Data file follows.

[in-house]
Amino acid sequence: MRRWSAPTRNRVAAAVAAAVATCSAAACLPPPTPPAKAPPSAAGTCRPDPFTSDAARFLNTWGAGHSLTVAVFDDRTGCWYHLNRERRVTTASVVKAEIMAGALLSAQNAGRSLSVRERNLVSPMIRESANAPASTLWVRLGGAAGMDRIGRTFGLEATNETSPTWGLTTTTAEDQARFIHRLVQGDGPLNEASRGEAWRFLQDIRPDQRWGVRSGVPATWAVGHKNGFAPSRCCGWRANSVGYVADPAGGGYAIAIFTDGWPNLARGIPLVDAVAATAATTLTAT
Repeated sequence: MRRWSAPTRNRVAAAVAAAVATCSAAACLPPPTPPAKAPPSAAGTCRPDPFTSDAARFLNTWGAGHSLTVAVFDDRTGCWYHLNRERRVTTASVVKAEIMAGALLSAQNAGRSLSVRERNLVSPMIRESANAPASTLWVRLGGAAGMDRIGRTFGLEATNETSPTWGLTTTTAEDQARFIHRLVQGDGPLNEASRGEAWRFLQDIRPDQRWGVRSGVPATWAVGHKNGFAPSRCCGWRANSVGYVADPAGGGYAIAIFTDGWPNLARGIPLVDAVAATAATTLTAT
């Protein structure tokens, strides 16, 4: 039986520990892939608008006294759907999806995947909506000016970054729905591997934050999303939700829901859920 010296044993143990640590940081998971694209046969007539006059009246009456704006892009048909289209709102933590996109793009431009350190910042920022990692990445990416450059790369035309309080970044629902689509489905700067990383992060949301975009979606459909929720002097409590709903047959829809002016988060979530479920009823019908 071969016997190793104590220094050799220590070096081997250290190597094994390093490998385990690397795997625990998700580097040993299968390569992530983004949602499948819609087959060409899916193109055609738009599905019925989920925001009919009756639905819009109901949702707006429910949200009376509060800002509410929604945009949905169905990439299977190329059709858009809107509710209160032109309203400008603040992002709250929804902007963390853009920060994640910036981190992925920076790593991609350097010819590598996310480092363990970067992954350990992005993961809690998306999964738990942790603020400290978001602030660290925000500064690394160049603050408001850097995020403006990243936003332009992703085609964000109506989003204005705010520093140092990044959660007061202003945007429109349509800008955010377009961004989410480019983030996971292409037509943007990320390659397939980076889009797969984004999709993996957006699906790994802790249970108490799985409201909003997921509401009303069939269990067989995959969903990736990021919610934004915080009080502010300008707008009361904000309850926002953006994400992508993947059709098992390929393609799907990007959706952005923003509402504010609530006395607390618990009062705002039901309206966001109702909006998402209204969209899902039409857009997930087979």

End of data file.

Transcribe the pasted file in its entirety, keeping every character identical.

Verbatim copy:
[in-house]
Amino acid sequence: MRRWSAPTRNRVAAAVAAAVATCSAAACLPPPTPPAKAPPSAAGTCRPDPFTSDAARFLNTWGAGHSLTVAVFDDRTGCWYHLNRERRVTTASVVKAEIMAGALLSAQNAGRSLSVRERNLVSPMIRESANAPASTLWVRLGGAAGMDRIGRTFGLEATNETSPTWGLTTTTAEDQARFIHRLVQGDGPLNEASRGEAWRFLQDIRPDQRWGVRSGVPATWAVGHKNGFAPSRCCGWRANSVGYVADPAGGGYAIAIFTDGWPNLARGIPLVDAVAATAATTLTAT
Repeated sequence: MRRWSAPTRNRVAAAVAAAVATCSAAACLPPPTPPAKAPPSAAGTCRPDPFTSDAARFLNTWGAGHSLTVAVFDDRTGCWYHLNRERRVTTASVVKAEIMAGALLSAQNAGRSLSVRERNLVSPMIRESANAPASTLWVRLGGAAGMDRIGRTFGLEATNETSPTWGLTTTTAEDQARFIHRLVQGDGPLNEASRGEAWRFLQDIRPDQRWGVRSGVPATWAVGHKNGFAPSRCCGWRANSVGYVADPAGGGYAIAIFTDGWPNLARGIPLVDAVAATAATTLTAT
């Protein structure tokens, strides 16, 4: 039986520990892939608008006294759907999806995947909506000016970054729905591997934050999303939700829901859920 010296044993143990640590940081998971694209046969007539006059009246009456704006892009048909289209709102933590996109793009431009350190910042920022990692990445990416450059790369035309309080970044629902689509489905700067990383992060949301975009979606459909929720002097409590709903047959829809002016988060979530479920009823019908 071969016997190793104590220094050799220590070096081997250290190597094994390093490998385990690397795997625990998700580097040993299968390569992530983004949602499948819609087959060409899916193109055609738009599905019925989920925001009919009756639905819009109901949702707006429910949200009376509060800002509410929604945009949905169905990439299977190329059709858009809107509710209160032109309203400008603040992002709250929804902007963390853009920060994640910036981190992925920076790593991609350097010819590598996310480092363990970067992954350990992005993961809690998306999964738990942790603020400290978001602030660290925000500064690394160049603050408001850097995020403006990243936003332009992703085609964000109506989003204005705010520093140092990044959660007061202003945007429109349509800008955010377009961004989410480019983030996971292409037509943007990320390659397939980076889009797969984004999709993996957006699906790994802790249970108490799985409201909003997921509401009303069939269990067989995959969903990736990021919610934004915080009080502010300008707008009361904000309850926002953006994400992508993947059709098992390929393609799907990007959706952005923003509402504010609530006395607390618990009062705002039901309206966001109702909006998402209204969209899902039409857009997930087979």